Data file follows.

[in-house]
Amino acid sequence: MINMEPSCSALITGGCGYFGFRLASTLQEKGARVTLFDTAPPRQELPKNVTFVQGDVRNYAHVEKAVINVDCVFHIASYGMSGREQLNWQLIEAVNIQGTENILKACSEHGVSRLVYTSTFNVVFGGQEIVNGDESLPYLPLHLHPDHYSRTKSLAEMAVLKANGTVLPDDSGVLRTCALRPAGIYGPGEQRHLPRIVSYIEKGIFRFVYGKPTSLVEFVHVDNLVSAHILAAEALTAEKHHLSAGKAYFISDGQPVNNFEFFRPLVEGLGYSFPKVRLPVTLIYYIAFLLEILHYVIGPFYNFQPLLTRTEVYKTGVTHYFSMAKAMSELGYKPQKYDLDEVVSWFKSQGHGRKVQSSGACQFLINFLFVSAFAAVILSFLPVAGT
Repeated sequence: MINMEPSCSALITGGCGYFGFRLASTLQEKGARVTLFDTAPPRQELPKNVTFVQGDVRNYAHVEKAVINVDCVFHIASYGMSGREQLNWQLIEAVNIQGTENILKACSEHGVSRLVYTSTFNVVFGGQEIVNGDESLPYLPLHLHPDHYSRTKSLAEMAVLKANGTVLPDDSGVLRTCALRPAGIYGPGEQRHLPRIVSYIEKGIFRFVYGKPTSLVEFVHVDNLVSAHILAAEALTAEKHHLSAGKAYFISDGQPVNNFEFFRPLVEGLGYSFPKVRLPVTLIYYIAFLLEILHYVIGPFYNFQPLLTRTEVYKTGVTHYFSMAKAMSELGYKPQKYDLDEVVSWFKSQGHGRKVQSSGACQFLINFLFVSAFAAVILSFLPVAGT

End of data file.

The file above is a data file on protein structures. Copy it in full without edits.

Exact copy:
[in-house]
Amino acid sequence: MINMEPSCSALITGGCGYFGFRLASTLQEKGARVTLFDTAPPRQELPKNVTFVQGDVRNYAHVEKAVINVDCVFHIASYGMSGREQLNWQLIEAVNIQGTENILKACSEHGVSRLVYTSTFNVVFGGQEIVNGDESLPYLPLHLHPDHYSRTKSLAEMAVLKANGTVLPDDSGVLRTCALRPAGIYGPGEQRHLPRIVSYIEKGIFRFVYGKPTSLVEFVHVDNLVSAHILAAEALTAEKHHLSAGKAYFISDGQPVNNFEFFRPLVEGLGYSFPKVRLPVTLIYYIAFLLEILHYVIGPFYNFQPLLTRTEVYKTGVTHYFSMAKAMSELGYKPQKYDLDEVVSWFKSQGHGRKVQSSGACQFLINFLFVSAFAAVILSFLPVAGT
Repeated sequence: MINMEPSCSALITGGCGYFGFRLASTLQEKGARVTLFDTAPPRQELPKNVTFVQGDVRNYAHVEKAVINVDCVFHIASYGMSGREQLNWQLIEAVNIQGTENILKACSEHGVSRLVYTSTFNVVFGGQEIVNGDESLPYLPLHLHPDHYSRTKSLAEMAVLKANGTVLPDDSGVLRTCALRPAGIYGPGEQRHLPRIVSYIEKGIFRFVYGKPTSLVEFVHVDNLVSAHILAAEALTAEKHHLSAGKAYFISDGQPVNNFEFFRPLVEGLGYSFPKVRLPVTLIYYIAFLLEILHYVIGPFYNFQPLLTRTEVYKTGVTHYFSMAKAMSELGYKPQKYDLDEVVSWFKSQGHGRKVQSSGACQFLINFLFVSAFAAVILSFLPVAGT